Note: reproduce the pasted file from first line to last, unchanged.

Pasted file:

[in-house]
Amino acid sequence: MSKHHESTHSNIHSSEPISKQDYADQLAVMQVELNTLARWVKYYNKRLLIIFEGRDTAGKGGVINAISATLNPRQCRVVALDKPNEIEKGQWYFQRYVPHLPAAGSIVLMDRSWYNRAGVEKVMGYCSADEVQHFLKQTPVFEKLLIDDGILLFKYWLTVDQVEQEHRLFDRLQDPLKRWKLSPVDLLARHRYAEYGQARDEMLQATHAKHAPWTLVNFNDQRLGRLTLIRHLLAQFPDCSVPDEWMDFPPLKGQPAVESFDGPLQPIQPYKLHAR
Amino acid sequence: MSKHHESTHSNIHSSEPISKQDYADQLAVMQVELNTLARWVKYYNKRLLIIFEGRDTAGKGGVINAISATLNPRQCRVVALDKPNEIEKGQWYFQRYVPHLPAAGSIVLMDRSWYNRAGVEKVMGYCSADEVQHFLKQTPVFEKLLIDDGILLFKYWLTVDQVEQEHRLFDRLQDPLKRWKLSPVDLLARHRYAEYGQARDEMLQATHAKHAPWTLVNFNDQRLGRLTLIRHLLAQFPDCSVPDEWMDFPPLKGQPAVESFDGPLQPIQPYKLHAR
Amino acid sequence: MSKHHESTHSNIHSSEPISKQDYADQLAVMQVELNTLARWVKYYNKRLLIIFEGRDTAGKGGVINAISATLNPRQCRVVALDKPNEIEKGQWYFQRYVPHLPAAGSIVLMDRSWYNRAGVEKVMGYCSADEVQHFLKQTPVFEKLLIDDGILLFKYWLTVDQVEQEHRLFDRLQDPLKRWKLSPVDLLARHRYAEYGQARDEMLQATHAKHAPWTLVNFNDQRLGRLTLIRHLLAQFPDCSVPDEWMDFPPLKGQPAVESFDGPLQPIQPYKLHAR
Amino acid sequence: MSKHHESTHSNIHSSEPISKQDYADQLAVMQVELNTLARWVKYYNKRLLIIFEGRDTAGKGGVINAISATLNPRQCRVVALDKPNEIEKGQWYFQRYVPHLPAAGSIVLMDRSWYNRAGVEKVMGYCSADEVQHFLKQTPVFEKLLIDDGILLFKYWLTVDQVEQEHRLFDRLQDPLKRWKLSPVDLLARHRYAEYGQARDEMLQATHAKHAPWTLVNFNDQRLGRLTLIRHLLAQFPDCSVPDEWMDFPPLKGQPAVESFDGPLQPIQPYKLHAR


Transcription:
[in-house]
Amino acid sequence: MSKHHESTHSNIHSSEPISKQDYADQLAVMQVELNTLARWVKYYNKRLLIIFEGRDTAGKGGVINAISATLNPRQCRVVALDKPNEIEKGQWYFQRYVPHLPAAGSIVLMDRSWYNRAGVEKVMGYCSADEVQHFLKQTPVFEKLLIDDGILLFKYWLTVDQVEQEHRLFDRLQDPLKRWKLSPVDLLARHRYAEYGQARDEMLQATHAKHAPWTLVNFNDQRLGRLTLIRHLLAQFPDCSVPDEWMDFPPLKGQPAVESFDGPLQPIQPYKLHAR
Amino acid sequence: MSKHHESTHSNIHSSEPISKQDYADQLAVMQVELNTLARWVKYYNKRLLIIFEGRDTAGKGGVINAISATLNPRQCRVVALDKPNEIEKGQWYFQRYVPHLPAAGSIVLMDRSWYNRAGVEKVMGYCSADEVQHFLKQTPVFEKLLIDDGILLFKYWLTVDQVEQEHRLFDRLQDPLKRWKLSPVDLLARHRYAEYGQARDEMLQATHAKHAPWTLVNFNDQRLGRLTLIRHLLAQFPDCSVPDEWMDFPPLKGQPAVESFDGPLQPIQPYKLHAR
Amino acid sequence: MSKHHESTHSNIHSSEPISKQDYADQLAVMQVELNTLARWVKYYNKRLLIIFEGRDTAGKGGVINAISATLNPRQCRVVALDKPNEIEKGQWYFQRYVPHLPAAGSIVLMDRSWYNRAGVEKVMGYCSADEVQHFLKQTPVFEKLLIDDGILLFKYWLTVDQVEQEHRLFDRLQDPLKRWKLSPVDLLARHRYAEYGQARDEMLQATHAKHAPWTLVNFNDQRLGRLTLIRHLLAQFPDCSVPDEWMDFPPLKGQPAVESFDGPLQPIQPYKLHAR
Amino acid sequence: MSKHHESTHSNIHSSEPISKQDYADQLAVMQVELNTLARWVKYYNKRLLIIFEGRDTAGKGGVINAISATLNPRQCRVVALDKPNEIEKGQWYFQRYVPHLPAAGSIVLMDRSWYNRAGVEKVMGYCSADEVQHFLKQTPVFEKLLIDDGILLFKYWLTVDQVEQEHRLFDRLQDPLKRWKLSPVDLLARHRYAEYGQARDEMLQATHAKHAPWTLVNFNDQRLGRLTLIRHLLAQFPDCSVPDEWMDFPPLKGQPAVESFDGPLQPIQPYKLHAR